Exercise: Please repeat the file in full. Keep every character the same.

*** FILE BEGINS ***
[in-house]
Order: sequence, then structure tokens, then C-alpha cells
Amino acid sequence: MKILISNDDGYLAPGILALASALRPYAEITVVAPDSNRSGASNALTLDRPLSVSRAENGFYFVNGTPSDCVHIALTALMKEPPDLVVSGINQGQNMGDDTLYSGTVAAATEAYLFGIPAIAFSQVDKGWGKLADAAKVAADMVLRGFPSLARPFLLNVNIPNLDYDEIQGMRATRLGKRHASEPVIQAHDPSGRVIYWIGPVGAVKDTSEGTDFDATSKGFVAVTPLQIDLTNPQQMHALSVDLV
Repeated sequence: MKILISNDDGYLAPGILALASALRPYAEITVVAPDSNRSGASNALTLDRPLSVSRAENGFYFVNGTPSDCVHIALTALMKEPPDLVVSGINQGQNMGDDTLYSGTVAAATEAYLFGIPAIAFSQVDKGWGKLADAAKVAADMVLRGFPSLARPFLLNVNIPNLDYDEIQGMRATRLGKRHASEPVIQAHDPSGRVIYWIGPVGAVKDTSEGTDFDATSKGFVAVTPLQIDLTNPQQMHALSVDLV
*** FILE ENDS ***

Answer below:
[in-house]
Order: sequence, then structure tokens, then C-alpha cells
Amino acid sequence: MKILISNDDGYLAPGILALASALRPYAEITVVAPDSNRSGASNALTLDRPLSVSRAENGFYFVNGTPSDCVHIALTALMKEPPDLVVSGINQGQNMGDDTLYSGTVAAATEAYLFGIPAIAFSQVDKGWGKLADAAKVAADMVLRGFPSLARPFLLNVNIPNLDYDEIQGMRATRLGKRHASEPVIQAHDPSGRVIYWIGPVGAVKDTSEGTDFDATSKGFVAVTPLQIDLTNPQQMHALSVDLV
Repeated sequence: MKILISNDDGYLAPGILALASALRPYAEITVVAPDSNRSGASNALTLDRPLSVSRAENGFYFVNGTPSDCVHIALTALMKEPPDLVVSGINQGQNMGDDTLYSGTVAAATEAYLFGIPAIAFSQVDKGWGKLADAAKVAADMVLRGFPSLARPFLLNVNIPNLDYDEIQGMRATRLGKRHASEPVIQAHDPSGRVIYWIGPVGAVKDTSEGTDFDATSKGFVAVTPLQIDLTNPQQMHALSVDLV